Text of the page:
Ductility-dip cracking susceptibility in the laser multipass weld metal of alloy 690 was quantitatively evaluated using different filler metals varying the contents of P and S. In order to synthesize a ductility-dip crack in the laser multipass weld metal, the cross-bead longitudinal-Varestraint test with laser welding was applied under the various welding speed. The ductility-dip temperature range (DTR) was increased with an increase in P and S contents in the weld metal, and S was more effective to enhancing the DTR compared with P. Furthermore, the DTR was decreased with an increase in the welding speed. A numerical simulation of grain boundary segregation of P and S revealed that the segregated concentrations of P and S at grain boundaries were increased with an increase in the P and S contents in the weld metal, and that those were slightly decreased with an increase in the welding speed due to the rapid heating and cooling rates. It follows that the changes in ductility-dip cracking susceptibility with the filler metal composition and welding speed were consistent with the grain boundary segregation behaviours of P and S during laser multipass welding process. According to the regression analysis of the DTR, ductility-dip cracking in the laser multipass weld metal would be inhibited by reducing the segregated concentration at grain boundary (P+2.42S) to less than approx. 8at%.
  • Theoretical Approach to Influence of Nitrogen on Solidification Cracking Susceptibility of Austenitic Stainless Steels

    pp. 189-196

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    DOI:10.2207/qjjws.34.189

    The effect of nitrogen on the solidification cracking susceptibility of austenitic stainless steels (SUS316L and SUS310S) was quantitatively evaluated by transverse-Varestraint test. The amount of nitrogen in Ar shielding gas during GTA melt-run welding was varied in order to vary the nitrogen content in the weld metals. The solidification brittle temperature range (BTR) of SUS316L was enlarged with an increase in the nitrogen content in the weld metal, while that of SUS310S was very slightly increased with an increase in the nitrogen content. Numerical analysis of solidification segregation during welding revealed that the solid-liquid coexistence temperature range of SUS316L was enlarged with an increase in the nitrogen content in the weld metal, whereas that of SUS310S was almost constant regardless of the nitrogen content. A nitrogen itself essentially had a negligible effect on the solidification cracking susceptibility of fully-austenitic stainless steels, because a nitrogen neither solidification-segregated in the weld metal nor reduced the solidified temperature during welding. However, a nitrogen increased the solidification cracking susceptibility of austenitic stainless steels with two-phase solidification, because the solidification segregation of P and S was promoted by reducing the amount of δ-ferrite in the weld metal.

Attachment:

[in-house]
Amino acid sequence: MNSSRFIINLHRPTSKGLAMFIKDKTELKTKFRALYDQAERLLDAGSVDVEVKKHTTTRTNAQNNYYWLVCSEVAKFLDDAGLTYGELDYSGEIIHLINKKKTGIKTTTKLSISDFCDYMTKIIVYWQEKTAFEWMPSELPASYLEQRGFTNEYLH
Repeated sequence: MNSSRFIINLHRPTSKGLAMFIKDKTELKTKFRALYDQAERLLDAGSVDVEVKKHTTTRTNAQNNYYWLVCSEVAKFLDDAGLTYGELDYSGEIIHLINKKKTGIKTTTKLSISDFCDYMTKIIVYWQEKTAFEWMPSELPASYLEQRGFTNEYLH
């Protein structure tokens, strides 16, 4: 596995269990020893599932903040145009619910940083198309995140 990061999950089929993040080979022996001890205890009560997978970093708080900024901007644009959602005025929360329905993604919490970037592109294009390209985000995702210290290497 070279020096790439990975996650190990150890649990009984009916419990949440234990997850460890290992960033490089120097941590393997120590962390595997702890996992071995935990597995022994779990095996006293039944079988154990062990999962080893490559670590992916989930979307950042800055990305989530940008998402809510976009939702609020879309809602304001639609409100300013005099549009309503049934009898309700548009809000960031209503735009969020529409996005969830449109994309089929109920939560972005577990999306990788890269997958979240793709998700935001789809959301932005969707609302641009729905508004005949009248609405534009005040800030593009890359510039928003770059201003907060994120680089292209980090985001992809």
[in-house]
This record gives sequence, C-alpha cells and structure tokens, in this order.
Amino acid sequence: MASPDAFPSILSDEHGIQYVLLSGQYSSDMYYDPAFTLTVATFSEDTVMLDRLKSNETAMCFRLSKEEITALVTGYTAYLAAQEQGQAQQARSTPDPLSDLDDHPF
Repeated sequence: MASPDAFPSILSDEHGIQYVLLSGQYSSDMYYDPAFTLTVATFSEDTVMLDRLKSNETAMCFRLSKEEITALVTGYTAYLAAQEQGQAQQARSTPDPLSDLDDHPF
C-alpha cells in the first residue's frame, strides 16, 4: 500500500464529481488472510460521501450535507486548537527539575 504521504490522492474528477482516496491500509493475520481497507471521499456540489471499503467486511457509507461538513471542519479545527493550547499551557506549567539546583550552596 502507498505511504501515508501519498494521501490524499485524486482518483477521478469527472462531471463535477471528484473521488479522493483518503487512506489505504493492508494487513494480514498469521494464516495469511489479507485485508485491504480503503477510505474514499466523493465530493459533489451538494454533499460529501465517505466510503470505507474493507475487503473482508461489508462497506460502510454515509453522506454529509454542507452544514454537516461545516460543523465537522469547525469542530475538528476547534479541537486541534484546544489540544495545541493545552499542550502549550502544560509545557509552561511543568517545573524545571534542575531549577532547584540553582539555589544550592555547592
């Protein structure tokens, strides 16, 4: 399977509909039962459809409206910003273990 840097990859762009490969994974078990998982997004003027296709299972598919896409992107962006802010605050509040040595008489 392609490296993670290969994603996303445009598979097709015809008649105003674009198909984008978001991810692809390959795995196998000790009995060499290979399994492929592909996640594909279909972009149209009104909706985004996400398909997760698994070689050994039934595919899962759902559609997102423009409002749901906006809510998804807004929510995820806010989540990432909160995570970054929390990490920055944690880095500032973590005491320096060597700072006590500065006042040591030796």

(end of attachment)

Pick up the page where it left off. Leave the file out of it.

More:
• Numerical Analysis on Solidification Cracking Susceptibility of Type 316 Stainless Steel Considering Solidification Mode and Morphology

    pp. 197-203

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    DOI:10.2207/qjjws.34.197

    The two-phase solidification model was constructed considering the solidification mode and morphology. The effects of the solidification mode and morphology as well as δ-ferrite on the solidification cracking susceptibility of austenitic stainless steels (SUS316L) were clarified by a numerical analysis. The solid-liquid coexistence temperature range (SLCTR), correlating the solidification brittle temperature range BTR (solidification cracking susceptibility), was calculated based on the computer simulation of supercooling and solidification segregation behaviors. In the peritectic-eutectic solidification model, the solidification mode greatly influenced the solidification segregation as well as the SLCTR, although the solidification segregation and the SLCTR would be discontinuously changed at the solidification mode transition. The SLCTR calculated by peritectic-eutectic solidification model was larger than that by divorced eutectic solidification model at the FA mode solidification, while an opposite tendency was observed at the AF mode solidification. The amounts of δ-ferrite calculated by each solidification model were comparable in any solidification modes. The SLCTR was approximately decreased with an increase in the amount of δ-ferrite in any solidification models. It followed that solidification cracking susceptibility would be dominantly influenced by δ-ferrite and additionally by the solidification mode and morphology.
  • A Study on Horizontal Stud Welding by Using Steel Stud for Flat Welding

    pp. 204-209

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    DOI:10.2207/qjjws.34.204

    In recent years, manufacturing sites have strongly requested for the steel stud with large diameter to be welded in the horizontal position, which is difficult because of gravity. In this study, the steel stud of 19mm in diameter was welded horizontally to the mild steel plate by using ferrule for usage in flat position. As results two kinds of weld defect were observed; lack of fusion and blowhole. The former occurred in the welding condition of too small or too large heat input, and the latter did in the range of longer arc time. Therefore, the suitable welding condition could be found in the large current and shorter arc time. When the areal ratio of weld defect to the cross section of stud was lower than 10 percent, the welded joint had enough statical strength.